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Example: Star chart

Example of when your mom would take you to a mall and youd pretend that all the cracks in the floor were hot lavaYour mission was to make it through all of the stores (levels) without stepping on those make-believe objectsMake a boring task more fun and tolerable

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Example: Rewards program

To help us better understand the psychology of game design, we need to first take a step back to understand what defines a game

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Example: Urinal Fly Sticker

To help us better understand the psychology of game design, we need to first take a step back to understand what defines a game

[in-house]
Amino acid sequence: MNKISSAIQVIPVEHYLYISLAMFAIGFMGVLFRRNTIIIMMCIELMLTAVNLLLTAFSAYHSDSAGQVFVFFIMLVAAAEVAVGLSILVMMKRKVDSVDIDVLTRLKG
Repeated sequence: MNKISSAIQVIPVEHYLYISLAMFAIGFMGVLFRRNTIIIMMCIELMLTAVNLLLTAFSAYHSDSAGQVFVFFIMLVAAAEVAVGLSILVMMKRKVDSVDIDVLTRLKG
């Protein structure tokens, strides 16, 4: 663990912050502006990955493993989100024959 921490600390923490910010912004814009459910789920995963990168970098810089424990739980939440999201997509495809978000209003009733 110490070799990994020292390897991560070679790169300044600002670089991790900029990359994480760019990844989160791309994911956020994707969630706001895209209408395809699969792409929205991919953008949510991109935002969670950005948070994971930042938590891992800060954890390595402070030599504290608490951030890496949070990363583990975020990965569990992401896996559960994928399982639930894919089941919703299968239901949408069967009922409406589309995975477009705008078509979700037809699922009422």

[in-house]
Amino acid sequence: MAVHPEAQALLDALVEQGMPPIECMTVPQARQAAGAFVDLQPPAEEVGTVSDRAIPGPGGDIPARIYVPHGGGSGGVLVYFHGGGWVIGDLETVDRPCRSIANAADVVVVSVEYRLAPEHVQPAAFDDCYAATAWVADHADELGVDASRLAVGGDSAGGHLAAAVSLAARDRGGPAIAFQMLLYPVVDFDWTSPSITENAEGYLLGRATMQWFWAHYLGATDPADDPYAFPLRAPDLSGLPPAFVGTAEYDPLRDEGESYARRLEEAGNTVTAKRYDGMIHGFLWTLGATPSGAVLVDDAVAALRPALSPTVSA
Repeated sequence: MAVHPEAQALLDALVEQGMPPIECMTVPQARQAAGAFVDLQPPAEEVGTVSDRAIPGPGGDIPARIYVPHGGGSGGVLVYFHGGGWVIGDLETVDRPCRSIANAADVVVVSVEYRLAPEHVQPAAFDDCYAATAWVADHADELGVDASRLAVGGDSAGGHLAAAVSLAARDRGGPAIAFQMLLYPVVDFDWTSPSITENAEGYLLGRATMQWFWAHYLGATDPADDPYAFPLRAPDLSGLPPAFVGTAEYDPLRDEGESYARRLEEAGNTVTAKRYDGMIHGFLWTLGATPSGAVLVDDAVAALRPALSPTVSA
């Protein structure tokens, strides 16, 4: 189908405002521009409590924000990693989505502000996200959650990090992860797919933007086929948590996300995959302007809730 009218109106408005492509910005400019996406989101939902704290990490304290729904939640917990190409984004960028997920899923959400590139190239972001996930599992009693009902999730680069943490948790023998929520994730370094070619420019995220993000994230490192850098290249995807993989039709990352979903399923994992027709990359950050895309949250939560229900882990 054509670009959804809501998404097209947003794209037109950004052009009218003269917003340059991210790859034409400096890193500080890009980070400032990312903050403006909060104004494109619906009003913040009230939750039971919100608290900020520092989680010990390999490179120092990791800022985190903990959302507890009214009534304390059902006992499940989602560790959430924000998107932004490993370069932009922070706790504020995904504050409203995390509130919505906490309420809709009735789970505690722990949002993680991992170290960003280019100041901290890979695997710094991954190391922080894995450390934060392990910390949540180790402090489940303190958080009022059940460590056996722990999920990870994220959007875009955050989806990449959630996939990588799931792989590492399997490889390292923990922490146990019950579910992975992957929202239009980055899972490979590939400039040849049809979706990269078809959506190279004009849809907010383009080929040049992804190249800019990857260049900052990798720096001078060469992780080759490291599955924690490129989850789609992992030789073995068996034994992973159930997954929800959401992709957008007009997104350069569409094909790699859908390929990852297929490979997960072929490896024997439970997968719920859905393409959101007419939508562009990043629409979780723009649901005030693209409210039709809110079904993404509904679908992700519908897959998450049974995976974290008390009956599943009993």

8Game PlayWhat is play?Unstructured, flexible, imaginative & freeformDriven by imaginationGoal =

What is a game?Structured, rigid, stimulating & focusedDriven by rulesGoal =

fun

WIN

It is far too easy to hear game and to think play, especially for those who dont understand how game mechanics can be made to drive specific behaviors and how many already exist in the workplace.

Play is freeform and imaginative with a primary goal of having fun.

A game has players, rules, and a win condition. 9Game PlayGreat games are built around a narrative the players/users interact with as they complete tasks, get rewarded, level up and have fun.A game is bounded, specific problem solvingA game has a predictable resolution, whereas play may not.

Work already has players and rules, so defining a win condition is all thats left.What does winning mean in the workplace? This ties neatly into the thinking around Bartles Player Types and knowing your audience10

Congratulations, youve successfully completed Level 1Your rank has been upgraded to: Gamification Trainee

Level 2: Know the AudienceBegin your Gamification Training by gathering intelligence about your target audience